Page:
Her eyes widened and her hand flew up to her mouth. “Sorry. I meant ‘pooped.’”
Detective Gross waved her off. “Doesn’t matter. These pranks-they were always like that?”
Jessie nodded vigorously. “She cried after the ketchup incident. She ran out of the room while everyone was laughing and didn’t come back to class for three days.”
“Did you laugh?”
Her cheeks reddened and she lowered her gaze. “At first. It was funny, you know?”
He didn’t, actually. He’d been a Morgan in high school himself so he wouldn’t find that kind of adolescent “humor” all that amusing. To each their own though.
Jessie pulled her turtleneck up around her throat, shivering.
“Are you cold?” He didn’t think it was chilly in the room; in fact, he felt his underarms dampen, but he was also heavier than the tiny girl. It was possible she was still feeling the effects of the night air from when she was brought in the station. Nerves may have had something to do with it, too.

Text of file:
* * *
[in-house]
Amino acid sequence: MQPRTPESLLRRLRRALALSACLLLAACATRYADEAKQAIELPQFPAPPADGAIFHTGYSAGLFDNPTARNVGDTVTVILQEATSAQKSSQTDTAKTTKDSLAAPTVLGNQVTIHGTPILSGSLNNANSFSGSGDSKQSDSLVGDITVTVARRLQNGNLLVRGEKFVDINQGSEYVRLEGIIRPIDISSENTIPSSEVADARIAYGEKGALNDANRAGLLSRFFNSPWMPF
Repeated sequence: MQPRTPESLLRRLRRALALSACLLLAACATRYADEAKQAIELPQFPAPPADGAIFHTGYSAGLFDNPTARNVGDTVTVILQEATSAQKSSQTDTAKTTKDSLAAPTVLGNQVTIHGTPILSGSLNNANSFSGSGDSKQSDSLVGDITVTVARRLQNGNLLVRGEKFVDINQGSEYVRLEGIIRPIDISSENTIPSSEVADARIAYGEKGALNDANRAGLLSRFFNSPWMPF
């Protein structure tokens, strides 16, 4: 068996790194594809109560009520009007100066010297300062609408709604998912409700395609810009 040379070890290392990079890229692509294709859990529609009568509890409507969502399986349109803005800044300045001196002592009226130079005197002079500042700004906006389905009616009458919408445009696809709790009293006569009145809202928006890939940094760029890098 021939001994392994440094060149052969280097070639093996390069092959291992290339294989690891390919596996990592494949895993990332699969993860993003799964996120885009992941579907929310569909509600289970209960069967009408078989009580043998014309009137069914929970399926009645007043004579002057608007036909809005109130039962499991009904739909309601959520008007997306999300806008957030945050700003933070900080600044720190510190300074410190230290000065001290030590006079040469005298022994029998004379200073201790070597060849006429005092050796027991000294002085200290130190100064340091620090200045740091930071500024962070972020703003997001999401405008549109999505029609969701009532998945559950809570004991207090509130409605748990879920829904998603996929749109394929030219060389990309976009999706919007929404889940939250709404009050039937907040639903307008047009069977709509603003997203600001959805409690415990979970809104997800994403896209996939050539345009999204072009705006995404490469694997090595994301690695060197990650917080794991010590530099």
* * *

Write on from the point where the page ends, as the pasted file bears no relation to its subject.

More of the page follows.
The girl shook her head. “I’m fine.” She stared back down at the table, not meeting the detective’s gaze.
“I told Brooke about the ketchup incident one day after school, trying to make conversation. Of course Lassie laughed, but Brooke didn’t. I was shocked because that seemed like something she’d find hilarious. But she tossed her hair over her shoulder and said something like, ‘We should talk to her. Invite her to lunch.’ Lassie stopped laughing then. If we were seen with Morgan, it’d be like social suicide.”
Detective Gross looked up from his writing. “Why?”